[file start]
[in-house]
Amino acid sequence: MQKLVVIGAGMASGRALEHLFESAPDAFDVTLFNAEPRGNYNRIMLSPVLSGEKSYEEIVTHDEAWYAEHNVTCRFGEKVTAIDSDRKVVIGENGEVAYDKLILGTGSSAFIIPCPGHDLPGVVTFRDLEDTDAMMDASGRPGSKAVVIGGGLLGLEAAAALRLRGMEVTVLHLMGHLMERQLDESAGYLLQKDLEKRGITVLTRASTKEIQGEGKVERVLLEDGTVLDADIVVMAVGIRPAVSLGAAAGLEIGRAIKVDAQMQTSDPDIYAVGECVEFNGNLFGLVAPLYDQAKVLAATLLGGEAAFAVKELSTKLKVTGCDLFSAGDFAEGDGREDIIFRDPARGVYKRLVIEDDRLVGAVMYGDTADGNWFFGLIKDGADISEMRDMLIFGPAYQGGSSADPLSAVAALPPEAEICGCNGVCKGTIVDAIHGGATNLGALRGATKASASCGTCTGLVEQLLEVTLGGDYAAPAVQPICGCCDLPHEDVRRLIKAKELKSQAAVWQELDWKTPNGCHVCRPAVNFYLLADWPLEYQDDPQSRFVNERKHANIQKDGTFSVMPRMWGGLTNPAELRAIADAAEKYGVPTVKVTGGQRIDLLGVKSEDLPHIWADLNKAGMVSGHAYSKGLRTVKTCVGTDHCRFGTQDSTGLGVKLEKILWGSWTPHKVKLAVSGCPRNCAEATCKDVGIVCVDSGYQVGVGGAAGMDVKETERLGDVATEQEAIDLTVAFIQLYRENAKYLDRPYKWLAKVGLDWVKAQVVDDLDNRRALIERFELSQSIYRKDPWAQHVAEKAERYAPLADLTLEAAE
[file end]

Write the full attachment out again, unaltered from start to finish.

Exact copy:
[in-house]
Amino acid sequence: MQKLVVIGAGMASGRALEHLFESAPDAFDVTLFNAEPRGNYNRIMLSPVLSGEKSYEEIVTHDEAWYAEHNVTCRFGEKVTAIDSDRKVVIGENGEVAYDKLILGTGSSAFIIPCPGHDLPGVVTFRDLEDTDAMMDASGRPGSKAVVIGGGLLGLEAAAALRLRGMEVTVLHLMGHLMERQLDESAGYLLQKDLEKRGITVLTRASTKEIQGEGKVERVLLEDGTVLDADIVVMAVGIRPAVSLGAAAGLEIGRAIKVDAQMQTSDPDIYAVGECVEFNGNLFGLVAPLYDQAKVLAATLLGGEAAFAVKELSTKLKVTGCDLFSAGDFAEGDGREDIIFRDPARGVYKRLVIEDDRLVGAVMYGDTADGNWFFGLIKDGADISEMRDMLIFGPAYQGGSSADPLSAVAALPPEAEICGCNGVCKGTIVDAIHGGATNLGALRGATKASASCGTCTGLVEQLLEVTLGGDYAAPAVQPICGCCDLPHEDVRRLIKAKELKSQAAVWQELDWKTPNGCHVCRPAVNFYLLADWPLEYQDDPQSRFVNERKHANIQKDGTFSVMPRMWGGLTNPAELRAIADAAEKYGVPTVKVTGGQRIDLLGVKSEDLPHIWADLNKAGMVSGHAYSKGLRTVKTCVGTDHCRFGTQDSTGLGVKLEKILWGSWTPHKVKLAVSGCPRNCAEATCKDVGIVCVDSGYQVGVGGAAGMDVKETERLGDVATEQEAIDLTVAFIQLYRENAKYLDRPYKWLAKVGLDWVKAQVVDDLDNRRALIERFELSQSIYRKDPWAQHVAEKAERYAPLADLTLEAAE